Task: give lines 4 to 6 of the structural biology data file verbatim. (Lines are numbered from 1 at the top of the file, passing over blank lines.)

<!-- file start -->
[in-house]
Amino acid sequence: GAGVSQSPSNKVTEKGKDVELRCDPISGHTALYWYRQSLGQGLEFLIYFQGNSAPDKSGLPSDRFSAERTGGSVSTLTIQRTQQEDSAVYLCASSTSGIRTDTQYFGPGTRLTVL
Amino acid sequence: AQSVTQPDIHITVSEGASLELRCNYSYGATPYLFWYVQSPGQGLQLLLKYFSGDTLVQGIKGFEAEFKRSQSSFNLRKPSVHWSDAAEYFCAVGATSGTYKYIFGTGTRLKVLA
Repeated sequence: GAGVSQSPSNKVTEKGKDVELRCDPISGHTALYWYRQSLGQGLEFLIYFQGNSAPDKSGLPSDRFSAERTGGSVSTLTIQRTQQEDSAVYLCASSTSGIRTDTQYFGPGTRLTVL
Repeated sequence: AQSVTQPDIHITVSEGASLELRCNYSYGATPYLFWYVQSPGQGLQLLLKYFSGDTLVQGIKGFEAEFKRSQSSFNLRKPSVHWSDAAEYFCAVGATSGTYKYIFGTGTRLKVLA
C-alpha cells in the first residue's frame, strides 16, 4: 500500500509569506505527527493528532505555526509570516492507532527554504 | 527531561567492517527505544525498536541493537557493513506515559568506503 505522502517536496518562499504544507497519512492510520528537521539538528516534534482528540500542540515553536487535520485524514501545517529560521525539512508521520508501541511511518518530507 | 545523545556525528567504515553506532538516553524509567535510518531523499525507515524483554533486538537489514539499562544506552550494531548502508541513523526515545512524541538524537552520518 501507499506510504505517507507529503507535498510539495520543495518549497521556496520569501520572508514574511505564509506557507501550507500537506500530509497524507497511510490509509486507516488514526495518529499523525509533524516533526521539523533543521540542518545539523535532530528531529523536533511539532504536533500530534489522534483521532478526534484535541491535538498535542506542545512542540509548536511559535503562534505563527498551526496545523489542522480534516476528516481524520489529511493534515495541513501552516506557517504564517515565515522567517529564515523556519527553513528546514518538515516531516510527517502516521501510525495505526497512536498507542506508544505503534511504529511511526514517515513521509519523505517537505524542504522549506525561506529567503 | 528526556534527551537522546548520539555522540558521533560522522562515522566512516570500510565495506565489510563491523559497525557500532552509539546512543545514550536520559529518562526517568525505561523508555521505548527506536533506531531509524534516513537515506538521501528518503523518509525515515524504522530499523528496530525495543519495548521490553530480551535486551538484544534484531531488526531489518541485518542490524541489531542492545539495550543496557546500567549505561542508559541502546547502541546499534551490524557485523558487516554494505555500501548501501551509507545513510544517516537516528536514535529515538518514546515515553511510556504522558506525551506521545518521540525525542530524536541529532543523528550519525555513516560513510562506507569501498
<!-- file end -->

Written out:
Repeated sequence: GAGVSQSPSNKVTEKGKDVELRCDPISGHTALYWYRQSLGQGLEFLIYFQGNSAPDKSGLPSDRFSAERTGGSVSTLTIQRTQQEDSAVYLCASSTSGIRTDTQYFGPGTRLTVL
Repeated sequence: AQSVTQPDIHITVSEGASLELRCNYSYGATPYLFWYVQSPGQGLQLLLKYFSGDTLVQGIKGFEAEFKRSQSSFNLRKPSVHWSDAAEYFCAVGATSGTYKYIFGTGTRLKVLA
C-alpha cells in the first residue's frame, strides 16, 4: 500500500509569506505527527493528532505555526509570516492507532527554504 | 527531561567492517527505544525498536541493537557493513506515559568506503 505522502517536496518562499504544507497519512492510520528537521539538528516534534482528540500542540515553536487535520485524514501545517529560521525539512508521520508501541511511518518530507 | 545523545556525528567504515553506532538516553524509567535510518531523499525507515524483554533486538537489514539499562544506552550494531548502508541513523526515545512524541538524537552520518 501507499506510504505517507507529503507535498510539495520543495518549497521556496520569501520572508514574511505564509506557507501550507500537506500530509497524507497511510490509509486507516488514526495518529499523525509533524516533526521539523533543521540542518545539523535532530528531529523536533511539532504536533500530534489522534483521532478526534484535541491535538498535542506542545512542540509548536511559535503562534505563527498551526496545523489542522480534516476528516481524520489529511493534515495541513501552516506557517504564517515565515522567517529564515523556519527553513528546514518538515516531516510527517502516521501510525495505526497512536498507542506508544505503534511504529511511526514517515513521509519523505517537505524542504522549506525561506529567503 | 528526556534527551537522546548520539555522540558521533560522522562515522566512516570500510565495506565489510563491523559497525557500532552509539546512543545514550536520559529518562526517568525505561523508555521505548527506536533506531531509524534516513537515506538521501528518503523518509525515515524504522530499523528496530525495543519495548521490553530480551535486551538484544534484531531488526531489518541485518542490524541489531542492545539495550543496557546500567549505561542508559541502546547502541546499534551490524557485523558487516554494505555500501548501501551509507545513510544517516537516528536514535529515538518514546515515553511510556504522558506525551506521545518521540525525542530524536541529532543523528550519525555513516560513510562506507569501498